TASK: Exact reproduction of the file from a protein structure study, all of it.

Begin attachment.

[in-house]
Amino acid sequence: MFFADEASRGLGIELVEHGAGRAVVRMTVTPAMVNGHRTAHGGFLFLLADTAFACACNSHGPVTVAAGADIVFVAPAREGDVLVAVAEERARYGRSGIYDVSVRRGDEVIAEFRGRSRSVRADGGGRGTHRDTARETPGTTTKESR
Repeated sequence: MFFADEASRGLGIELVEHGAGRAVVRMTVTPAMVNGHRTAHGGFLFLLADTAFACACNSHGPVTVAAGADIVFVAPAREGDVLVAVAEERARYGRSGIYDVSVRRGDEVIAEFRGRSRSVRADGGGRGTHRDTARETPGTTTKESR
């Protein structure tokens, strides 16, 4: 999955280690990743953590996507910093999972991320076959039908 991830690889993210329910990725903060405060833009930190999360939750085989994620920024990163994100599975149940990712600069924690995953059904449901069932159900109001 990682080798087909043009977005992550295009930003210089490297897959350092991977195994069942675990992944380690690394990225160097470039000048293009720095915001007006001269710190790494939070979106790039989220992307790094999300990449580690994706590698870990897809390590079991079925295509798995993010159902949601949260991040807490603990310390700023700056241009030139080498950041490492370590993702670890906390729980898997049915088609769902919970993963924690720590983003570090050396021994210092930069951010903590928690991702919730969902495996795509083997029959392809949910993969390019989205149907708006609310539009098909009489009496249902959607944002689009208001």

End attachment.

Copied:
[in-house]
Amino acid sequence: MFFADEASRGLGIELVEHGAGRAVVRMTVTPAMVNGHRTAHGGFLFLLADTAFACACNSHGPVTVAAGADIVFVAPAREGDVLVAVAEERARYGRSGIYDVSVRRGDEVIAEFRGRSRSVRADGGGRGTHRDTARETPGTTTKESR
Repeated sequence: MFFADEASRGLGIELVEHGAGRAVVRMTVTPAMVNGHRTAHGGFLFLLADTAFACACNSHGPVTVAAGADIVFVAPAREGDVLVAVAEERARYGRSGIYDVSVRRGDEVIAEFRGRSRSVRADGGGRGTHRDTARETPGTTTKESR
């Protein structure tokens, strides 16, 4: 999955280690990743953590996507910093999972991320076959039908 991830690889993210329910990725903060405060833009930190999360939750085989994620920024990163994100599975149940990712600069924690995953059904449901069932159900109001 990682080798087909043009977005992550295009930003210089490297897959350092991977195994069942675990992944380690690394990225160097470039000048293009720095915001007006001269710190790494939070979106790039989220992307790094999300990449580690994706590698870990897809390590079991079925295509798995993010159902949601949260991040807490603990310390700023700056241009030139080498950041490492370590993702670890906390729980898997049915088609769902919970993963924690720590983003570090050396021994210092930069951010903590928690991702919730969902495996795509083997029959392809949910993969390019989205149907708006609310539009098909009489009496249902959607944002689009208001």